Your Android device is not only good for snapping photos and sharing them with others. Using the right apps, you can turn it into a handy photographic companion which can handle a wide range of photography-related tasks. And the best part is that some of the best photography-related apps won’t cost you a dime.
Take, for example, the Golden Hour Photos app. As the name suggests, this tool can tell you precisely when the sun is slightly above or below the horizon and gives great light. The app can do that for any day and any location, so you can plan your photographic trips accordingly. In addition to that, Golden Hour Photos provides an overview of relevant weather conditions such as cloud coverage and visibility. In short, if you shoot a lot outdoors, this app is a must-have.
Depth of Field Calculator is another nifty utility which lets you calculate depth of field based on several parameters like camera model, aperture, focal length, and distance to the subject. This functionality can be useful especially when you work with macro photography where you often deal with very narrow depth of field. Using the app is as easy as it gets: specify the required parameters and press the Calculate button. This gives you detailed info about the calculated depth of field, including near and far limits as well as hyperfocal distance. If you have trouble visualizing these numbers, press the Diagram button, and the app displays an easy-to-understand chart along with a few additional bits of info such as circle of confusion and flash guided number.
While Golden Hour Photos and Depth of Field Calculator are basically one-trick ponies, the PHOforPHO app offers a set of handy photographic features. It comes with its own hyperfocal distance and depth of field calculators, a tool for calculating EV value for multiple exposures (handy when taking multiple shots for producing an HDR image), and a dedicated exposure calculator. The latter can come in handy for calculating exposure for low-light photography, finding correct exposure when using ND filters, and converting between different ISO and aperture combinations. The clever part is that the app can pass the calculated exposure time to the built-in timer which you can use to correctly expose your photos. PHOforPHO can also obtain the geographical coordinates of your current location and display it using Google Maps. And using the Distance Meter feature, you can measure the distance between two geographical points. Finally, PHOforPHO integrates nicely with the Catch note-taking app, so you can quickly access and view your notes.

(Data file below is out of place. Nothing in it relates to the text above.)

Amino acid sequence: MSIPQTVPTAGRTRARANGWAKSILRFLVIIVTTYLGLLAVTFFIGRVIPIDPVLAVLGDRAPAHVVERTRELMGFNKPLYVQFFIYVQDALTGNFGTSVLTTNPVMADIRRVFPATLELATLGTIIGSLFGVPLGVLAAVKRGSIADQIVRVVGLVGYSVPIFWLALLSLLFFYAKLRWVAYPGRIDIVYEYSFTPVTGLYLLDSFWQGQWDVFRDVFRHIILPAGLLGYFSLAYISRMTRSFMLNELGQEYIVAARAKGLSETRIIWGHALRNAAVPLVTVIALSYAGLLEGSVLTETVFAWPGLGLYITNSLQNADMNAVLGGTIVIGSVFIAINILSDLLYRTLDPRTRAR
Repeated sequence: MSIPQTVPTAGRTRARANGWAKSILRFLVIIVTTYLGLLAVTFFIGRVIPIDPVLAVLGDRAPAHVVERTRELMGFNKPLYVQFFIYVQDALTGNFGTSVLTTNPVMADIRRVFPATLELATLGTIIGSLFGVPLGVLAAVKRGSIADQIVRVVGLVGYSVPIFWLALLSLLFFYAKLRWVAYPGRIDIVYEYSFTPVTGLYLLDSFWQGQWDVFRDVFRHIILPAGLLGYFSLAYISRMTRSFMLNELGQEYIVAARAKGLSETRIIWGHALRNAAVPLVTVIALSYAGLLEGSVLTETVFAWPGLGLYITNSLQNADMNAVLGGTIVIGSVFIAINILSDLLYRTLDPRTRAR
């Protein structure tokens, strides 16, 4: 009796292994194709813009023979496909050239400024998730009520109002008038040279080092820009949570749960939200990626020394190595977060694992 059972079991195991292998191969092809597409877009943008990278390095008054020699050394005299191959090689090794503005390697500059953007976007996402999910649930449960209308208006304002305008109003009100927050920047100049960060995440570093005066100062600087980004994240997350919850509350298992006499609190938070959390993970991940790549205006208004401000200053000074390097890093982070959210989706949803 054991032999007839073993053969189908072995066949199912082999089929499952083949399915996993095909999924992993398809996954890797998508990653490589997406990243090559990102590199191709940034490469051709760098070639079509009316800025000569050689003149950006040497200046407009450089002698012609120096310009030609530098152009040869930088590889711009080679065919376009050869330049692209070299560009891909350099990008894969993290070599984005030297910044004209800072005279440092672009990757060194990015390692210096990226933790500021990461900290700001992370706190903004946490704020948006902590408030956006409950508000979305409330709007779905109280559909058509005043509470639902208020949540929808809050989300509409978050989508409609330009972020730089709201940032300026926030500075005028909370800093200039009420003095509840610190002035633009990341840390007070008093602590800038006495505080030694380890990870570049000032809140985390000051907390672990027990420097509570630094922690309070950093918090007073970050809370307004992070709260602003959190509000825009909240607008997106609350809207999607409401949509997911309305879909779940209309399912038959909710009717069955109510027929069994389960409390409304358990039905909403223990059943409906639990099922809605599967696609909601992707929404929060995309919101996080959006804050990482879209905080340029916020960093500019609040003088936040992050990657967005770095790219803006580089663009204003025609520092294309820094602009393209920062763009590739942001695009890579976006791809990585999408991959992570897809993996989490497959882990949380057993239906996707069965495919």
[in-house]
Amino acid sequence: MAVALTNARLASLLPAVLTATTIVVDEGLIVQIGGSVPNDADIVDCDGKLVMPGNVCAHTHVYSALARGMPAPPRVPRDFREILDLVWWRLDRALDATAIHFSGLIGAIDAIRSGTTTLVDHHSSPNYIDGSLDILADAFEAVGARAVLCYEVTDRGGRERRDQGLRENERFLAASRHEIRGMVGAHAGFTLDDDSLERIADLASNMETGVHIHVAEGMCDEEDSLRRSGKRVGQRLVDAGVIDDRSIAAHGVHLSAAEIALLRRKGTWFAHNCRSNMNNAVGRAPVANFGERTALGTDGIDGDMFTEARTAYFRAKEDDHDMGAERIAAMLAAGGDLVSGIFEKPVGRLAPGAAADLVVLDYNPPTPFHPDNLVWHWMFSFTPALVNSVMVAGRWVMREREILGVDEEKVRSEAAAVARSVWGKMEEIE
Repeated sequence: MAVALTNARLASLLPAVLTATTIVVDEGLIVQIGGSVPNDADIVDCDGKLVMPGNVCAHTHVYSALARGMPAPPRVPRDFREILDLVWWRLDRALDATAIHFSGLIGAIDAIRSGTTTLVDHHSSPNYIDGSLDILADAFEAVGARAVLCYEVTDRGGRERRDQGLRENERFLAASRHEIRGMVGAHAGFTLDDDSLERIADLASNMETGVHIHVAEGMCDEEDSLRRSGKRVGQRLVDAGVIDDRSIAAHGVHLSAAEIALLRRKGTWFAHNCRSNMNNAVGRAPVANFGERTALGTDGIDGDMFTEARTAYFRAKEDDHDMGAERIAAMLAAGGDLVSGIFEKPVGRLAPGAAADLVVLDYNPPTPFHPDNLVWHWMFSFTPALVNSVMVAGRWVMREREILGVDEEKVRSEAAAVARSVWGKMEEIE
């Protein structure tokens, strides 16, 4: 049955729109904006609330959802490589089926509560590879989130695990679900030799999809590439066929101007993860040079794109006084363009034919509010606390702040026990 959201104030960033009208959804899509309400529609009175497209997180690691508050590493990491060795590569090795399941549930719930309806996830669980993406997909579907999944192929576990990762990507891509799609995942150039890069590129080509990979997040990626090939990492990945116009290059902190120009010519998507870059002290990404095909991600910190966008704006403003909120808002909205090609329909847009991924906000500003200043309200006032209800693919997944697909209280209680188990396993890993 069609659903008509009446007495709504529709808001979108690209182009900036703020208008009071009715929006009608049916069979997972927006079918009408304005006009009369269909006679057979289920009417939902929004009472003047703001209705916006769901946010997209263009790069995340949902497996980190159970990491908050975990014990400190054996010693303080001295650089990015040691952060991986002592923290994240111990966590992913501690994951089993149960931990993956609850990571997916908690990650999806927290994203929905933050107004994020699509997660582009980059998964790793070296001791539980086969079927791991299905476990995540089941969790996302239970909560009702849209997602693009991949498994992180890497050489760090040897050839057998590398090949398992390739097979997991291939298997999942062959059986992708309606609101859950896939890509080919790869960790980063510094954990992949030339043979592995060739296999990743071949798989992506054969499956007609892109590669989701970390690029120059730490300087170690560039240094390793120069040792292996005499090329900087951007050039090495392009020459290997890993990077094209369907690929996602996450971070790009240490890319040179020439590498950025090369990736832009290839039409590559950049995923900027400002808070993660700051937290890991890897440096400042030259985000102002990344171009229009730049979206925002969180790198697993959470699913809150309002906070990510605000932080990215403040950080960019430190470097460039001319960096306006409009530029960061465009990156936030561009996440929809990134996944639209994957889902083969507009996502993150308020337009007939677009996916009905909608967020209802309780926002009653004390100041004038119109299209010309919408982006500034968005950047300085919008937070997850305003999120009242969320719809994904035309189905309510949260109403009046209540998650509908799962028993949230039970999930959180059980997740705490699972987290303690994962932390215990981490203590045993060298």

The Photo Tools app is a true smorgasbord of genuinely useful photographic tools. Similar to PHOforPHO, Photo Tools comes with a depth of field and hyperfocal distance calculator, a tool for calculating EV value for multiple exposures, and a location info tool. Photo Tools also includes the Blue & Golden Hour Calculator, so it can replace the Golden Hour Photos app. In addition to that, Photo Tools includes a flash exposure calculator, a minimal shutter speed calculator, a moon phase and exposure calculator, and even an exotic bellows extension calculator. And the list of features doesn’t stop here. The Sunny 16 (EV) calculator can be used to figure out the correct aperture and shutter speed for given weather conditions. This can be useful when you are working in manual mode or using an analog camera without metering capabilities. You can use the Level Indicator tool to turn your Android device into a handy level tool for positioning your camera. The Check Lists feature lets you create and maintain lists, while the Notepad tool lets you jot down notes without leaving the convenience of the app. Finally, there is also a Gray card tool, a photo enlargement calculator, and a sharpening radius estimator. Photo Tools even includes a collection of photos you can use for inspiration.
Finally, if you deal with complex lightning setups, you will find the Lighting Studio app an indispensable tool in your arsenal. It allows you to create diagrams of lighting setups, and it offers a wide range of objects for you to use: from strobes and backdrops to camera models and lighting sources. You can save diagrams as bitmap images or share them with others using your Android device’s sharing capabilities.
BY DMITRI POPOV